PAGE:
If it is taken seriously, Fredrickson’s research concerns health effects of behavioral intervention. Yet, her findings are presented in a way that does not readily allow their integration with the rest of health psychology literature. It would be difficult, for instance, to integrate Fredrickson’s randomized trials of loving-kindness meditation with other research because she makes it almost impossible to isolate effect sizes in a way that they could be integrated with other studies in a meta-analysis. Moreover, Fredrickson has multiply published contradictory claims from the sae data set without acknowledging the duplicate publication. [Please read on. I will document all of these claims before the post ends.]

The need of self-help gurus to generate support for their dramatic claims in lucrative positive psychology self-help products is never acknowledged as a conflict of interest.  It should be.

Just imagine, if someone had a contract based on a book prospectus promising that the claims of their last pop psychology book would be surpassed. Such books inevitably paint life too simply, with simple changes in behavior having profound and lasting effects unlike anything obtained in the randomized trials of clinical and health psychology. Readers ought to be informed that these pressures to meet demands of a lucrative book contract could generate a strong confirmation bias. Caveat emptor auditor, but how about at least informing readers and let them decide whether following the money influences their interpretation of what they read?

Psychology journals almost never require disclosures of conflicts of interest of this nature. I am campaigning to make that practice routine, nondisclosure of such financial benefits tantamount to scientific misconduct. I am calling for readers to take to social media when these disclosures do not appear in scientific journals where they should be featured prominently. And holding editors responsible for non-enforcement . I can cite Fredrickson’s work as a case in point, but there are many other examples, inside and outside of positive psychology.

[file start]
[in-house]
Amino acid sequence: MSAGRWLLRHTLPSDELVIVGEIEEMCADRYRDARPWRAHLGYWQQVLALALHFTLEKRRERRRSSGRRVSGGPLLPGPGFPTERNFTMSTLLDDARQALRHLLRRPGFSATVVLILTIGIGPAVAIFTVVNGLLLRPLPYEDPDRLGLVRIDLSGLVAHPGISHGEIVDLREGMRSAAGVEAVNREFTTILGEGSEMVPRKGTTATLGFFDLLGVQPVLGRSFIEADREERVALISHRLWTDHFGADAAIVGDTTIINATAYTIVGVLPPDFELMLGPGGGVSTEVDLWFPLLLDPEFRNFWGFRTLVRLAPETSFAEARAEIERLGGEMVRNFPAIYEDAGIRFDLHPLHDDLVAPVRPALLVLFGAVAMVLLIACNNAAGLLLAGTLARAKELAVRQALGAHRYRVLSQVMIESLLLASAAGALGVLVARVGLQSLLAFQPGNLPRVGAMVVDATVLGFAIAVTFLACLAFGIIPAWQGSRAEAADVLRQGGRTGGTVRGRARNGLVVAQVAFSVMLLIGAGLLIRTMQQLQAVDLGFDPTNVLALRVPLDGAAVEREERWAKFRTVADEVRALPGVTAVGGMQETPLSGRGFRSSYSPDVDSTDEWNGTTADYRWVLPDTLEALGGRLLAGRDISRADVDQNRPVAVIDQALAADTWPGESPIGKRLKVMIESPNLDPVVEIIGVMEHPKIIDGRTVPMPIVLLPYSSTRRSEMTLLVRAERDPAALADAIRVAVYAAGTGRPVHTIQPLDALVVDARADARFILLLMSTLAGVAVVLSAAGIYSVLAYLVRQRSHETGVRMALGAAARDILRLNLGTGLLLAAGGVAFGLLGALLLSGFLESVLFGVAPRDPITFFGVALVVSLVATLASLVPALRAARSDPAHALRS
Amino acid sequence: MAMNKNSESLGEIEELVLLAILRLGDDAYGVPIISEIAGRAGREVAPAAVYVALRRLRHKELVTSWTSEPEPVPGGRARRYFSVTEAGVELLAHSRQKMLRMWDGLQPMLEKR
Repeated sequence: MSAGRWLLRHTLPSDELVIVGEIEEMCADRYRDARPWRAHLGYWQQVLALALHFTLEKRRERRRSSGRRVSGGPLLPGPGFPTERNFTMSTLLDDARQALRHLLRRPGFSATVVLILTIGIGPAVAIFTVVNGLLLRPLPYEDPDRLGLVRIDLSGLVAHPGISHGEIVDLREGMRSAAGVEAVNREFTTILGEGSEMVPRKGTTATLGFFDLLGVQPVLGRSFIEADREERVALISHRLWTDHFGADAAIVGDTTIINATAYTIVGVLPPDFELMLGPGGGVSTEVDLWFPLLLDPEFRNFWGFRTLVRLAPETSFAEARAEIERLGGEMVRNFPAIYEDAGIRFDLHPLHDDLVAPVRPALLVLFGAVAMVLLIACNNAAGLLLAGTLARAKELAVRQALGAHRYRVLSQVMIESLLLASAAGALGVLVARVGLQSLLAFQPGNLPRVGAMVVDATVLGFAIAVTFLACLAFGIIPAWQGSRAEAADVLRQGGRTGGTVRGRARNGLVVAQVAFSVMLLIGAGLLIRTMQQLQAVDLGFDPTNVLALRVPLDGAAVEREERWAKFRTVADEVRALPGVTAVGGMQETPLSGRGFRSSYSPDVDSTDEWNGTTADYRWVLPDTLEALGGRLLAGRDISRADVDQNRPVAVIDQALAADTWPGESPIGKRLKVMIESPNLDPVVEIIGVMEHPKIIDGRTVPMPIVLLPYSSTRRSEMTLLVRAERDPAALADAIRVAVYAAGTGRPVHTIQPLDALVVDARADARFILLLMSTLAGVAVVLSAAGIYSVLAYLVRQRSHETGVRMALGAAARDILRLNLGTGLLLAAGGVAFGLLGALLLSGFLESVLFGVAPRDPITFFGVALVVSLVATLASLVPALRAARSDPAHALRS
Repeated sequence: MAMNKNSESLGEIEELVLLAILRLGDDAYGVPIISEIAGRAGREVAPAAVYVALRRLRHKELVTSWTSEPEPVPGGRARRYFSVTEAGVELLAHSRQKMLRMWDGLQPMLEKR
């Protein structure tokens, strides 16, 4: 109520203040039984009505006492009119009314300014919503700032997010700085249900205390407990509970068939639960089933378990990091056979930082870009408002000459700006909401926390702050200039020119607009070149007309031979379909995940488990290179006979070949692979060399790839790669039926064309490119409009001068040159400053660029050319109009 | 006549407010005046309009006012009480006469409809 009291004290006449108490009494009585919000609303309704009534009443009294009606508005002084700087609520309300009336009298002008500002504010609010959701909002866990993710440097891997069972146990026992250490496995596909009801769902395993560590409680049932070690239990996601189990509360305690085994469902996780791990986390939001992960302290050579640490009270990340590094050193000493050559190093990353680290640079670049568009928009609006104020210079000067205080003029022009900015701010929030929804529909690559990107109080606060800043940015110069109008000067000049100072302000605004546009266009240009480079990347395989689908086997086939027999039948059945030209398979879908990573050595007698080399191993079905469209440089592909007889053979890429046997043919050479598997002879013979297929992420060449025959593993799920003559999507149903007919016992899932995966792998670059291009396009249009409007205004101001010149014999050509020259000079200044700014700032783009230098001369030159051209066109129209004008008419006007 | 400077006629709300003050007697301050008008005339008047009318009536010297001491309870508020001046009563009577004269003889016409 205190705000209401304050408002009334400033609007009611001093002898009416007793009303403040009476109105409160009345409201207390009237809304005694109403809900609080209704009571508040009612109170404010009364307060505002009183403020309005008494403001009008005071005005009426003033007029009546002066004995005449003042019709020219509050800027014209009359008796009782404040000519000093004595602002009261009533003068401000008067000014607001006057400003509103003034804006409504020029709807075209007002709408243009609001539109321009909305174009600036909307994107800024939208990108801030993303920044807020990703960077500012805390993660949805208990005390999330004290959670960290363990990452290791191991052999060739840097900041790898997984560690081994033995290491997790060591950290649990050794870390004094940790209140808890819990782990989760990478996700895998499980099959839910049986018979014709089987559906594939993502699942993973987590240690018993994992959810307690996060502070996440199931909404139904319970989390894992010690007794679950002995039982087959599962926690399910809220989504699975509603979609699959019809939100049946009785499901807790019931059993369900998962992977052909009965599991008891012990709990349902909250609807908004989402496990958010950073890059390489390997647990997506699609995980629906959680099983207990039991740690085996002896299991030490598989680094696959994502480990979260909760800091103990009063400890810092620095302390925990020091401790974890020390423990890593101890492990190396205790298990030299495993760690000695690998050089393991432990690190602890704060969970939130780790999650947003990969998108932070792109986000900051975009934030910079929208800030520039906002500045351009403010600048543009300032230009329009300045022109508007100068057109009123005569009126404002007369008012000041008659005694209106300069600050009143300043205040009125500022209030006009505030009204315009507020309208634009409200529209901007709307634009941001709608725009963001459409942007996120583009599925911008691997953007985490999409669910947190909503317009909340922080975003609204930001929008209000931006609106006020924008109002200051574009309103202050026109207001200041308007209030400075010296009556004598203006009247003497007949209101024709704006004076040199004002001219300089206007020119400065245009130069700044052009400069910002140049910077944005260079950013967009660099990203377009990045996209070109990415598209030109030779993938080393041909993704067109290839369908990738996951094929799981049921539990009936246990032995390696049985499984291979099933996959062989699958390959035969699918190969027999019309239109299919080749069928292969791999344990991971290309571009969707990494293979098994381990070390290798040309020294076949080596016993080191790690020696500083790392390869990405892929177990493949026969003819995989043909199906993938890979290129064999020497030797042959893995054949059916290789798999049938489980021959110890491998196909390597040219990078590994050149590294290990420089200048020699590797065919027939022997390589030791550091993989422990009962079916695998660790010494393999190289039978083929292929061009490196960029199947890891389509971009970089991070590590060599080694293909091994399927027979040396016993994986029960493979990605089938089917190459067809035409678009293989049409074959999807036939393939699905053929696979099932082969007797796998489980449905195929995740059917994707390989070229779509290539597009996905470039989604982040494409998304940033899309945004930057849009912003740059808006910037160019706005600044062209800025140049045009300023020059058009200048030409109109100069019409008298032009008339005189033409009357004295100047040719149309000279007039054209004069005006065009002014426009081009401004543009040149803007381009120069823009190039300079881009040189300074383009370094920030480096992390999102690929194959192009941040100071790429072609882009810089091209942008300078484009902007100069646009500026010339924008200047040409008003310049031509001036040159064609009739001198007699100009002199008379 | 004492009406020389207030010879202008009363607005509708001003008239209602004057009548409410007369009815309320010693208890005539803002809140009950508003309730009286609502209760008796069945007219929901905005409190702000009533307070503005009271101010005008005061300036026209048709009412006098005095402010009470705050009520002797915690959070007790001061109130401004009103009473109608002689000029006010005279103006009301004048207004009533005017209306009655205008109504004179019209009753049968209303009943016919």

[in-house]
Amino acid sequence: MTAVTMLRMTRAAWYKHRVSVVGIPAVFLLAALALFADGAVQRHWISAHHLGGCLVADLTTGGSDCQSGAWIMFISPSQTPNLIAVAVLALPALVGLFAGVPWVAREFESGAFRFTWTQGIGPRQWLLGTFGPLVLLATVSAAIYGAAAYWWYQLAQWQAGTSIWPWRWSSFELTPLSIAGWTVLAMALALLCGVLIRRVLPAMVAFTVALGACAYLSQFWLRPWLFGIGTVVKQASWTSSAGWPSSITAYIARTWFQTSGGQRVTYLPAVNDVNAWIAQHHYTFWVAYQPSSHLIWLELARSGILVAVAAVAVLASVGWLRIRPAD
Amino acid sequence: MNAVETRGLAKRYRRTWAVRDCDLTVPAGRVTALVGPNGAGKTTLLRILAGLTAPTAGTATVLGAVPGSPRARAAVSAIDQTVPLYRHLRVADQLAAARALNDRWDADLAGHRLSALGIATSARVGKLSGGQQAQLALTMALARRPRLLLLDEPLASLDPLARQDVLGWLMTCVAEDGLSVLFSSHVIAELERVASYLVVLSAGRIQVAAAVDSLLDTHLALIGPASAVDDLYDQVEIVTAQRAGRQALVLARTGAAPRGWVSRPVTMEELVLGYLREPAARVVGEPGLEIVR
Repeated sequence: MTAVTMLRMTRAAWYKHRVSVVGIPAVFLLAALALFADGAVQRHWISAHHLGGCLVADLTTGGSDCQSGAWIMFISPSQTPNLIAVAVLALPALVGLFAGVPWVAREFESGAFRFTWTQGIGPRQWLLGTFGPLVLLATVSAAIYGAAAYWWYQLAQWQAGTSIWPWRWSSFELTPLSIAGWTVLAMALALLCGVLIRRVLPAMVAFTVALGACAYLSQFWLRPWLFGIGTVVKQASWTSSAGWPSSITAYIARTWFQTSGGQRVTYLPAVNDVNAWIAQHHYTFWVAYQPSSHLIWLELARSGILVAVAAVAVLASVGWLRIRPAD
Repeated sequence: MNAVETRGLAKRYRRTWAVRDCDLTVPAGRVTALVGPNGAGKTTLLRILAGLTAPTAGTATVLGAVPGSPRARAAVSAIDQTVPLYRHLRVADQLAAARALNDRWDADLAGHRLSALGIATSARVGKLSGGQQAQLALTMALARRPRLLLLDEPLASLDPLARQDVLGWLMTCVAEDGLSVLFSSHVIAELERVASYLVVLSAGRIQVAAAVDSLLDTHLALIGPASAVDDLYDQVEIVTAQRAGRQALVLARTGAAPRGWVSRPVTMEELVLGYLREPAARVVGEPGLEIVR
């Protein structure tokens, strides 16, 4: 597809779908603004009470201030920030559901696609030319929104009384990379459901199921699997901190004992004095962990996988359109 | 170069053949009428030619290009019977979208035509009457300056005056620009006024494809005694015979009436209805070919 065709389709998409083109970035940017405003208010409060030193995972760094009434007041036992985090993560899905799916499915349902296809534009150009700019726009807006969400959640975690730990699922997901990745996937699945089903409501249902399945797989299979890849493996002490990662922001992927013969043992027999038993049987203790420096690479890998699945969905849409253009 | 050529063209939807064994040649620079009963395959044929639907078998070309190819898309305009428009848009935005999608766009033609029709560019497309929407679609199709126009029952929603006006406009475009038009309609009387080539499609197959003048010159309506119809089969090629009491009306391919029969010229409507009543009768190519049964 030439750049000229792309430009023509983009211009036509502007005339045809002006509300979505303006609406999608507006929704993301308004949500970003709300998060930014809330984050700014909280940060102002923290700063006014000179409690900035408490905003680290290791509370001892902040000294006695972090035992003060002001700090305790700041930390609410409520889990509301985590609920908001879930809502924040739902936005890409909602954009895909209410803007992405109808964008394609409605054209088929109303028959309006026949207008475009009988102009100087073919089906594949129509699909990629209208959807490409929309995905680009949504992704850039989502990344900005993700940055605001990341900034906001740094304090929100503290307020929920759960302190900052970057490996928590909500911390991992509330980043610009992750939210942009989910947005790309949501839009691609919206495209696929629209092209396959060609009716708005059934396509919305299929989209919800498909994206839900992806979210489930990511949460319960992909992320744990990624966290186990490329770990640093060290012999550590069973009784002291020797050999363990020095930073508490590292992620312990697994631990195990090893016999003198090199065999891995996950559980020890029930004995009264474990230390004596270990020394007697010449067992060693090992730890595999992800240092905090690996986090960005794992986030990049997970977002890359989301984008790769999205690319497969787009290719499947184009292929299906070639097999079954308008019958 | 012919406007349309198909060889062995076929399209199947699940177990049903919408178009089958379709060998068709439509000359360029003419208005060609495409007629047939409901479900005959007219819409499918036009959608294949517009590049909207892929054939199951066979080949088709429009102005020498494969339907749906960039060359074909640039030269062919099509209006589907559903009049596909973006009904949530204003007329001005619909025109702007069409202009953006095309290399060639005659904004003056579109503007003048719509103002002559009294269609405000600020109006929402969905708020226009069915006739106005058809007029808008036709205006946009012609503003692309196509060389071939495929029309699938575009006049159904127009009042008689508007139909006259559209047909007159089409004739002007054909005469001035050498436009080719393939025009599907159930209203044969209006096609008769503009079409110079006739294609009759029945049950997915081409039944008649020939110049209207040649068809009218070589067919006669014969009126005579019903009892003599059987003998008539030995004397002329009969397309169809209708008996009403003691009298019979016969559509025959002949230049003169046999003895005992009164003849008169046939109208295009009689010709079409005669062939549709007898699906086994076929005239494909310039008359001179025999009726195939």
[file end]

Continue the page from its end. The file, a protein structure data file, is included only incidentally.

Back to Jane Brody’s exaggerated claims for Fredrickson’s work.

I lived for half a century with a man who suffered from periodic bouts of depression, so I understand how challenging negativism can be. I wish I had known years ago about the work Barbara Fredrickson, a psychologist at the University of North Carolina, has done on fostering positive emotions, in particular her theory that accumulating “micro-moments of positivity,” like my daily interaction with children, can, over time, result in greater overall well-being.

The research that Dr. Fredrickson and others have done demonstrates that the extent to which we can generate positive emotions from even everyday activities can determine who flourishes and who doesn’t. More than a sudden bonanza of good fortune, repeated brief moments of positive feelings can provide a buffer against stress and depression and foster both physical and mental health, their studies show.

“Research…demonstrates” (?). Brody is feeding stupid-making pablum to readers. Fredrickson’s kind of research may produce evidence one way or the other, but it is too strong a claim, an outright illusion, to even begin suggesting that it “demonstrates” (proves) what follows in this passage.

Where, outside of tabloids and self-help products, do the immodest claims that one or a few poor quality studies “demonstrate”?

Negative feelings activate a region of the brain called the amygdala, which is involved in processing fear and anxiety and other emotions. Dr. Richard J. Davidson, a neuroscientist and founder of the Center for Healthy Minds at the University of Wisconsin — Madison, has shown that people in whom the amygdala recovers slowly from a threat are at greater risk for a variety of health problems than those in whom it recovers quickly.

Both he and Dr. Fredrickson and their colleagues have demonstrated that the brain is “plastic,” or capable of generating new cells and pathways, and it is possible to train the circuitry in the brain to promote more positive responses. That is, a person can learn to be more positive by practicing certain skills that foster positivity.